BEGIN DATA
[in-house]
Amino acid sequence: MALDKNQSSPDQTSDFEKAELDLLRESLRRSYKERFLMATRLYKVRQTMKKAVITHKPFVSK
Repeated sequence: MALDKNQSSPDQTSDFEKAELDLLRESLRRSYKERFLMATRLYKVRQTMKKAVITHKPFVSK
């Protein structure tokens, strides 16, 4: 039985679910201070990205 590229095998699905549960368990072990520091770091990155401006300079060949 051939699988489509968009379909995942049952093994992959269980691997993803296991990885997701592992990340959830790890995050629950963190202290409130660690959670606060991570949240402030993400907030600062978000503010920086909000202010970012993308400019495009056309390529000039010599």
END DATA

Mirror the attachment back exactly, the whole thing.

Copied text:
[in-house]
Amino acid sequence: MALDKNQSSPDQTSDFEKAELDLLRESLRRSYKERFLMATRLYKVRQTMKKAVITHKPFVSK
Repeated sequence: MALDKNQSSPDQTSDFEKAELDLLRESLRRSYKERFLMATRLYKVRQTMKKAVITHKPFVSK
């Protein structure tokens, strides 16, 4: 039985679910201070990205 590229095998699905549960368990072990520091770091990155401006300079060949 051939699988489509968009379909995942049952093994992959269980691997993803296991990885997701592992990340959830790890995050629950963190202290409130660690959670606060991570949240402030993400907030600062978000503010920086909000202010970012993308400019495009056309390529000039010599």